The Atlantic bluefin tuna is one of the ocean's most remarkable fish. Weighing up to 700 kg (1,500 lbs) and able to dive to deeper than 1,000 m (3,000 ft), these animals travel up to 64 km per hour (40 mph) as they crisscross the Atlantic Ocean in a 7,000 km (4,800 mi) migration. As one of only a few warm-blooded fish species, bluefin tuna are able to elevate their body temperature as they move through a wide range of conditions.
These fish are one of the world's most valuable marine species. Unreported and illegal fishing, spurred by a growing demand for sushi, pushed this once-plentiful species to the brink of collapse. Atlantic bluefin tuna now face a long road to recovery, as both eastern and western populations have been fished to near-historic lows.
The International Commission for the Conservation of Atlantic Tunas (ICCAT), the body responsible for the management of Atlantic bluefin, uses information from stock assessments, conducted every two to three years, to set conservation and management measures and yearly catch limits, or quotas. Precautionary catch limits, which allow the population to rebuild after years of overfishing, are critical for Atlantic bluefin tuna's recovery. The scientific assessments of these fish are conducted by the Standing Committee on Research and Statistics (SCRS), a panel of scientists from ICCAT member countries. These assessments provide information to decision makers on the current status and size of Atlantic bluefin populations as well as predictions on how future management measures will affect the species.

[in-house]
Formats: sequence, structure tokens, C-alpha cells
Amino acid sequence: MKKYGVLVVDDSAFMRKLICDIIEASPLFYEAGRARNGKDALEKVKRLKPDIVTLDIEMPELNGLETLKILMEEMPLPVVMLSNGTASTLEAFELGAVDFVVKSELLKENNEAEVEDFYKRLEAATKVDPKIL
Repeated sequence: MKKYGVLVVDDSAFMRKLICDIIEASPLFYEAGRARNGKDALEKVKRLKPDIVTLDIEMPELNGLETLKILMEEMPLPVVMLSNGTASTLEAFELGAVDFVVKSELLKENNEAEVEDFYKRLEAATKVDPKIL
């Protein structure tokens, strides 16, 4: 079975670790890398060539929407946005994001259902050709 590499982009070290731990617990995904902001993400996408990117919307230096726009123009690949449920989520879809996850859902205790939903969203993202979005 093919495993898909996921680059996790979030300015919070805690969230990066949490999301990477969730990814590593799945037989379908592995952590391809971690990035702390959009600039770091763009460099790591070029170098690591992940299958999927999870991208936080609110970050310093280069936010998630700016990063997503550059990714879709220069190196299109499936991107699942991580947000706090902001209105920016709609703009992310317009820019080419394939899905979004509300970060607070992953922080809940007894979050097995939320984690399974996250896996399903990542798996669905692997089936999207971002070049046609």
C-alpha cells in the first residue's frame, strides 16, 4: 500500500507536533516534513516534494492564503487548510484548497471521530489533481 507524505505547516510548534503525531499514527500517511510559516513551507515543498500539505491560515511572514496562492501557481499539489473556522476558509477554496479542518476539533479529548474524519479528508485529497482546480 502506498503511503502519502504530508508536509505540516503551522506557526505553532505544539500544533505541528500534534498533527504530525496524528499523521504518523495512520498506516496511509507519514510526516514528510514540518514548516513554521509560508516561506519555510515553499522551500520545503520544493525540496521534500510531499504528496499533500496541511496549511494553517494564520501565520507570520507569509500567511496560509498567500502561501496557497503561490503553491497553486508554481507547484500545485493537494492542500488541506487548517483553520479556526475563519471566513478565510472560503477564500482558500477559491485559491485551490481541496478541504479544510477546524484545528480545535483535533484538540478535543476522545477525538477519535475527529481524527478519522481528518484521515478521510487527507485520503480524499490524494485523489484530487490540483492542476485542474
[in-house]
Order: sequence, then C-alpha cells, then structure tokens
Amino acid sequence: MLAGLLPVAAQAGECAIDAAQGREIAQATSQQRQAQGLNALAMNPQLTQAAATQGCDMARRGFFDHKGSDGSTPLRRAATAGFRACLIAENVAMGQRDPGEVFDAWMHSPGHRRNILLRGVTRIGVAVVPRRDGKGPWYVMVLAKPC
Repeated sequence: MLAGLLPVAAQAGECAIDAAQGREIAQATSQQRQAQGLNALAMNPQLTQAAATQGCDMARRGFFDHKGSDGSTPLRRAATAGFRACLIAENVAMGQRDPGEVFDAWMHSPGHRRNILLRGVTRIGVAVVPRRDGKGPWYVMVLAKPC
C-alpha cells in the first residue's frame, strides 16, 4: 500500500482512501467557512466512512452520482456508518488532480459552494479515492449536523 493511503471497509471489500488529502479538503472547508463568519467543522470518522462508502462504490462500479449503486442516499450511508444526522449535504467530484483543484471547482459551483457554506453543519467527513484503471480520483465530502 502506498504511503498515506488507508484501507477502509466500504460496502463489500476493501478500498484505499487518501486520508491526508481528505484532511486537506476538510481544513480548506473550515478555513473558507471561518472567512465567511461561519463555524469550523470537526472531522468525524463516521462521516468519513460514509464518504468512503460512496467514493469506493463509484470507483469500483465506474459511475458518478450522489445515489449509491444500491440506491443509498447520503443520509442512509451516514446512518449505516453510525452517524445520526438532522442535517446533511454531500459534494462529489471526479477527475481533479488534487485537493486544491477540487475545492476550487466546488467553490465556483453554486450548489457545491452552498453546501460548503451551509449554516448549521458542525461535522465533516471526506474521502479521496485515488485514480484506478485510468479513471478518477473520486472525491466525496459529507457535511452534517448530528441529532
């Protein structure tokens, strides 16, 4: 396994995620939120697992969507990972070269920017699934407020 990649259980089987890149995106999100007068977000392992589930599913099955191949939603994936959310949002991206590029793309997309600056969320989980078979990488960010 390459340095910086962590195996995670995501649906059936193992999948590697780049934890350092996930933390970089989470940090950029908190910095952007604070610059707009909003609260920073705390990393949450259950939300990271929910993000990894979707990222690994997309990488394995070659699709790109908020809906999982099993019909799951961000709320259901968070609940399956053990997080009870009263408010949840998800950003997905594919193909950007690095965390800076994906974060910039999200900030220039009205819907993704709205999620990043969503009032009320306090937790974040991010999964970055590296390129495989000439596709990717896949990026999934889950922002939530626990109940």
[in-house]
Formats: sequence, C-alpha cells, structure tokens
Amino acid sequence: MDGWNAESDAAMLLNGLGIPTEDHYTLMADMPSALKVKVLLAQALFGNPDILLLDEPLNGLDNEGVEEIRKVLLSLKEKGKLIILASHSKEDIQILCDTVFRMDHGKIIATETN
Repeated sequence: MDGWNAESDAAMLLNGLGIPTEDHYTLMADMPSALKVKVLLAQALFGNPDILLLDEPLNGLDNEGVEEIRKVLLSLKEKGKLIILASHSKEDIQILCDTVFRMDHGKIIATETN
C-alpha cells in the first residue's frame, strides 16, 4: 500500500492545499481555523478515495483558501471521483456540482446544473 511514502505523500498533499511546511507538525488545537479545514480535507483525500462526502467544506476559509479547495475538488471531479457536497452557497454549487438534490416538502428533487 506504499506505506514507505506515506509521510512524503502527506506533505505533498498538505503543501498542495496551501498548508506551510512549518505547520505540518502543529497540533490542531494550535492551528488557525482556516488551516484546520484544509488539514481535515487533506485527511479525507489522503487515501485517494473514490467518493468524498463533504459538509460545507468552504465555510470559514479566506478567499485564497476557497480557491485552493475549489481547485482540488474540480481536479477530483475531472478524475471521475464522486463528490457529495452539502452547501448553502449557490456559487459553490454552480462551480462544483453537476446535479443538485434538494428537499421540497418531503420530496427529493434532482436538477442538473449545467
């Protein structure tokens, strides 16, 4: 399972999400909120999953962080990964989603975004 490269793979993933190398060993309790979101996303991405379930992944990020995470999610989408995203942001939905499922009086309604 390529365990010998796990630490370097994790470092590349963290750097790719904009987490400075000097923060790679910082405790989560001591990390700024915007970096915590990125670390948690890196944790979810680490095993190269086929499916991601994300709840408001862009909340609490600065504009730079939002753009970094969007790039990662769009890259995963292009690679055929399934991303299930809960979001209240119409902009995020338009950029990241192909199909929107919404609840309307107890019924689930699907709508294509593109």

A stock assessment simulates the bluefin population as individual fish are born, grow up, reproduce, and die. To do this, scientists use computer models that incorporate mathematical formulas, statistical techniques, and data provided from a variety of sources. The results of these assessments are then considered by ICCAT as it sets catch limits, size restrictions, area closures, and other management and enforcement measures.
However, stock assessments are only as good as the data that are used. Many sources of information go into stock assessments, but catch records make up a significant portion of the data used. Atlantic bluefin catch records, however, are often inaccurate and lack crucial information, such as how old the fish were when caught. In addition, the amount of fish caught illegally is not accounted for, a factor that can skew the stock assessment, resulting in overly optimistic predictions.
Improving the quality and quantity of data provided by both fishermen and scientists for the bluefin assessments will allow ICCAT to make more-informed decisions to protect this important species and help it recover.